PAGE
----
The Fellowship of the Ring
Starting in July 2012, Mythgard Academy presented a three-week seminar series on the The Fellowship of the Ring, the first volume in The Lord of the Rings written by the father of modern fantasy, J.R.R. Tolkien.
Fellowship begins the well-known story of Frodo and his band of hobbits on the beginning of their journey through Middle-earth to destroy an ancient and evil relic: the One Ring. Prodded by the wizard Gandalf, the hobbits first head to Rivendell and the Last Homely House of Elrond, where the fate of the Ring is to be determined. There, the Fellowship of Nine forms to guide, guard and protect Frodo on his way, eventually breaking up when dissension and adversaries overcome the band, splintering it.
In this class, students read carefully through The Fellowship of the Ring and discussed Tolkien’s elaborate framing of the story while looking at the growth and development of the story from its first chapter through the increased seriousness and darkness of the story that follows. Dr. Olsen looks at the characters and peoples whose stories Tolkien tells along the way, such as Aragorn, Gandalf, the fading of the High Elves, and the fall of the dwarves of Moria. Throughout our discussion, carefully attention is given the development of the Ring itself and Frodo’s own changing relationship with it, culminating in his moment of crisis on Amon Hen.
The One Class That Started It All
Originally offered in over a three-week period from July 9 – July 25, 2012, with two sessions per week, this Fellowship of the Rings class was the inaugural course of the Mythgard Academy (then known as the Mythgard Summer Academy). It was launched as a parallel to the Master of Arts classes being offered at the time in an effort to bring intensive, non-credit-bearing literature courses to students of all ages (at least, anyone old enough to read the book). Students had the option of enrolling in one of two tiers: either as an auditor or as part of a writing tutorial program that focused on helping students engage with the material at a deeper level by working through their ideas on paper.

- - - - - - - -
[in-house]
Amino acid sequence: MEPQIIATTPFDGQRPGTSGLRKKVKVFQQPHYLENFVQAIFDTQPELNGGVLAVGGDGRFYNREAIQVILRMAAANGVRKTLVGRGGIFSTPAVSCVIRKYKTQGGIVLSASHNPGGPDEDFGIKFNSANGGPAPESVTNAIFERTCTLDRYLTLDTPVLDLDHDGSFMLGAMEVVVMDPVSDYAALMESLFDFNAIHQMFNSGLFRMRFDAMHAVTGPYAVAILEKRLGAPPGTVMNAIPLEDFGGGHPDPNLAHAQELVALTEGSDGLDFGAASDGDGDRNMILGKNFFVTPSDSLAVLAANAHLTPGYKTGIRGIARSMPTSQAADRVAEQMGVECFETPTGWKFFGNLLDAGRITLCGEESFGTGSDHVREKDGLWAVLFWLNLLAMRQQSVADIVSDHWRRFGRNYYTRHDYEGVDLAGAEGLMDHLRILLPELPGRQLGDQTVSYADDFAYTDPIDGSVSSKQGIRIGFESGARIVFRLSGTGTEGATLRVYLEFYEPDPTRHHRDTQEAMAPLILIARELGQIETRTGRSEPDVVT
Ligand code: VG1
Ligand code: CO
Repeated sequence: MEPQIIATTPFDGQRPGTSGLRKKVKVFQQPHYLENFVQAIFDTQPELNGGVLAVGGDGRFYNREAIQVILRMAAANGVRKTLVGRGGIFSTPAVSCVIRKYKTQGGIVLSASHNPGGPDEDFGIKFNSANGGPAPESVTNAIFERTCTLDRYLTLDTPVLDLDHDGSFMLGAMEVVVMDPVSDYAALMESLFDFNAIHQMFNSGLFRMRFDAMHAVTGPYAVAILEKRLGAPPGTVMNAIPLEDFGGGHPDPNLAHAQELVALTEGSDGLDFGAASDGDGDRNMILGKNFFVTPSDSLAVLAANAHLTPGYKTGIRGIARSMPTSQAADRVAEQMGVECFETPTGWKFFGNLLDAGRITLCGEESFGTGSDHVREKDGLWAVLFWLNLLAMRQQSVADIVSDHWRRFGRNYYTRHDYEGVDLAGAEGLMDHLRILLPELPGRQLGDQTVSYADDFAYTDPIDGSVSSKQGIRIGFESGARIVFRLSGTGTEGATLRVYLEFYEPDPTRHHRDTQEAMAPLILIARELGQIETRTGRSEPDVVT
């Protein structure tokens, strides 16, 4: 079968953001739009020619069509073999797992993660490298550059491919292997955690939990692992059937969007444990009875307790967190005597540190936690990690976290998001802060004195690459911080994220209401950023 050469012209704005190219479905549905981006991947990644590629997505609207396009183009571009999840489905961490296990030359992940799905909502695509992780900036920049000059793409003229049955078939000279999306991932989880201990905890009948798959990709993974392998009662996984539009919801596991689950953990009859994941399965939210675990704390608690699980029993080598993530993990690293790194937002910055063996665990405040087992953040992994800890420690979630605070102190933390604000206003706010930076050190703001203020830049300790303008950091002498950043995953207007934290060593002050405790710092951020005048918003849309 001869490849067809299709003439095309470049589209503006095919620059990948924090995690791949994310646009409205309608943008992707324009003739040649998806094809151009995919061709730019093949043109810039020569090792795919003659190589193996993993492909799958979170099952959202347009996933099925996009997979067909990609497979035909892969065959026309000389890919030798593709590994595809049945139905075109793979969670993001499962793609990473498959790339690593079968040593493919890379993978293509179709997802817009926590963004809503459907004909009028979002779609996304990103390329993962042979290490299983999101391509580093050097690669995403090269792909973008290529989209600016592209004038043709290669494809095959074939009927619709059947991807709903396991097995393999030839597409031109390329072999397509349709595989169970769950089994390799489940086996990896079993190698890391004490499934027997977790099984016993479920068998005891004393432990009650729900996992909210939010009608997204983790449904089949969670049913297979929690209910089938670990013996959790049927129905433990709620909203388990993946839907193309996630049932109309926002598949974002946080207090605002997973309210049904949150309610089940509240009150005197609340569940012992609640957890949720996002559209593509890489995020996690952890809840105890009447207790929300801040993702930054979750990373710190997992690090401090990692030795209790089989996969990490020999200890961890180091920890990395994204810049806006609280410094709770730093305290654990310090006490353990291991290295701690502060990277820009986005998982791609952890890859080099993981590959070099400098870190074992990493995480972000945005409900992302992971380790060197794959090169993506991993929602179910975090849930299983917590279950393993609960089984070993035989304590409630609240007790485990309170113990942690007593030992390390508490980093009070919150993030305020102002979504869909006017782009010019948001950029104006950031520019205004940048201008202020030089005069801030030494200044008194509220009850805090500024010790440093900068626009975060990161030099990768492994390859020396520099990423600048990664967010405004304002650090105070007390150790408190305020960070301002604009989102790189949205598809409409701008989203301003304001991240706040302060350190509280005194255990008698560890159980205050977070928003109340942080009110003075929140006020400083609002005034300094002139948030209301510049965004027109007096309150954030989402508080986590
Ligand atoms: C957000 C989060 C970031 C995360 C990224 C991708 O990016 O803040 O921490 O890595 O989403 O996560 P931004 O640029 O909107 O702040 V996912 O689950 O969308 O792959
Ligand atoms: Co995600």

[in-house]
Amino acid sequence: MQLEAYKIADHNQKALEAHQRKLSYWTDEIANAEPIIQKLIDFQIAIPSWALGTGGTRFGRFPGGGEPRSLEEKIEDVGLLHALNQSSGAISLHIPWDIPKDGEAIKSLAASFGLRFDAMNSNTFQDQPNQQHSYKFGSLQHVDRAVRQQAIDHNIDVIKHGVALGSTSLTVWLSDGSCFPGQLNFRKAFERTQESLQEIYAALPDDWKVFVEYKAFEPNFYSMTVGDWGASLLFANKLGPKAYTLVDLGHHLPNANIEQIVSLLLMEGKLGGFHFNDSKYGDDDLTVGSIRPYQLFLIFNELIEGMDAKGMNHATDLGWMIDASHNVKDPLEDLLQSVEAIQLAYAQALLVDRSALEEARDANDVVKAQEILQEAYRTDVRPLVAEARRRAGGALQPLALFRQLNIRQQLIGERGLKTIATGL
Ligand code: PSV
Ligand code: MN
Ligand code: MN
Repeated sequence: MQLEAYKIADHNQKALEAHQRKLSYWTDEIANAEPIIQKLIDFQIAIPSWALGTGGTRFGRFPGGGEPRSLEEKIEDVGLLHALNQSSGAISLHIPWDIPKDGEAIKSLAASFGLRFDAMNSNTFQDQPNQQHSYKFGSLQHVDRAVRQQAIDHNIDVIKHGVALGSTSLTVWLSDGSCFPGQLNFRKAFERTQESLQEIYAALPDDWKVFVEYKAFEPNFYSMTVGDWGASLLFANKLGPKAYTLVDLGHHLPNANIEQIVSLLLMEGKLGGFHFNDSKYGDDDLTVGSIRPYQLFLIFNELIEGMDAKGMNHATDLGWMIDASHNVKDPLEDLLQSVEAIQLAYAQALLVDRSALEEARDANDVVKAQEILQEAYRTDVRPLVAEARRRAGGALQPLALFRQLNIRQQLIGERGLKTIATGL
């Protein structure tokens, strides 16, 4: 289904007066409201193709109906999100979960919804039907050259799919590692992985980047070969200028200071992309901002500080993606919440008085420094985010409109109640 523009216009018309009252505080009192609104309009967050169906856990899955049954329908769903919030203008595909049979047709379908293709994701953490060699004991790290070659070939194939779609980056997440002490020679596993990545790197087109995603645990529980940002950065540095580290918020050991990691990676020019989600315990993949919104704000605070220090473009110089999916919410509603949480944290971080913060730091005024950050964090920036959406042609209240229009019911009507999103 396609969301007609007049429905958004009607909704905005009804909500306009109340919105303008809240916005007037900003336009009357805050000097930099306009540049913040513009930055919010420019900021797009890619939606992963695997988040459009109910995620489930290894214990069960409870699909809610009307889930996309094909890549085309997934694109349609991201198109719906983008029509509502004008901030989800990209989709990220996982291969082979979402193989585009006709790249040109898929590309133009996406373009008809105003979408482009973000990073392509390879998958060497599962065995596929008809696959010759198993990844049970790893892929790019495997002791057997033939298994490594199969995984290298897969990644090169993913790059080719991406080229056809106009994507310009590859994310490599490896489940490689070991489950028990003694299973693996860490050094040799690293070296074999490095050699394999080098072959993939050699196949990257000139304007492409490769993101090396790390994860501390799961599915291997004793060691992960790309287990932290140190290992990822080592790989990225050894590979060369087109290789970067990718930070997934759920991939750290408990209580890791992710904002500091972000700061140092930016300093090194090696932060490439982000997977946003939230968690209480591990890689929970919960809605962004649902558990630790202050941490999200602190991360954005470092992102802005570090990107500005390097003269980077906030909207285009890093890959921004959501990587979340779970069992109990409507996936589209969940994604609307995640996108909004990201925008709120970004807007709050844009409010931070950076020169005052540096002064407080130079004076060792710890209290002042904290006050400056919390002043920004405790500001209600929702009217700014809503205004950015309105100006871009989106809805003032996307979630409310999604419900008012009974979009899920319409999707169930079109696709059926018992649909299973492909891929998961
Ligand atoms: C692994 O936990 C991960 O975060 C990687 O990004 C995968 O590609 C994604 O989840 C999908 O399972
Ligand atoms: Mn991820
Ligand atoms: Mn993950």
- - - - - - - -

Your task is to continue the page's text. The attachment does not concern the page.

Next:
When the Mythgard Academy grew into a free program that is supported and guided by generous donors, the decision was made to make the lectures of this early summer camp available to all, and then start the newer incarnation of the Academy with the second volume of The Lord of the Rings, The Two Towers. Therefore, those who are only familiar with the current format of Mythgard Academy classes might find some of the references in this early paid class inscrutable. While the audience may have been smaller, though, the content of the lectures is similar to that of the free discussions.
Another thing that may shock and confuse those who have participated in later Mythgard Academy seminars is the length – or rather, the lack of it. How can the Tolkien Professor spend only six sessions on this book? is the inevitable question those who are familiar with Dr. Olsen’s loquaciousness must ask. The explanation, of course, is that the length of this paid course was set ahead of time, and the good professor did not have the option of expanding it to suit the course of the discussion as he did with later seminars. For those who find this brevity disconcerting and who wish to join a much more in-depth discussion about both Fellowship and the other volumes of The Lord of the Rings, have no fear: Check out Mythgard Institute’s Exploring the Lord of the Rings program, a weekly discussion that does exactly that.
Schedule for The Fellowship of the Ring
The Fellowship of the Ring originally took place over a three-week period from July 9 – July 25, 2012, with two sessions per week.
Week 1: Hobbit Values
Read: Book I, Chapters I – III
Week 2: Beyond Boundaries
Read: Book I, Chapters IV – VIII
Week 3: Light and Shadow
Read: Book I, Chapters IX – XII
Week 4: Enchantment
Read: Book II, Chapters I – III
Week 5: Over Hill and Under
Read: Book II, Chapters IV – VI
Week 6: The Dreamflower
Read: Book II, Chapters VII – X
Artwork for The Fellowship of the Ring
Artwork for The Fellowship of the Ring seminar has been adapted from “Green Hill Morning” by Ted Nasmith. Used with permission.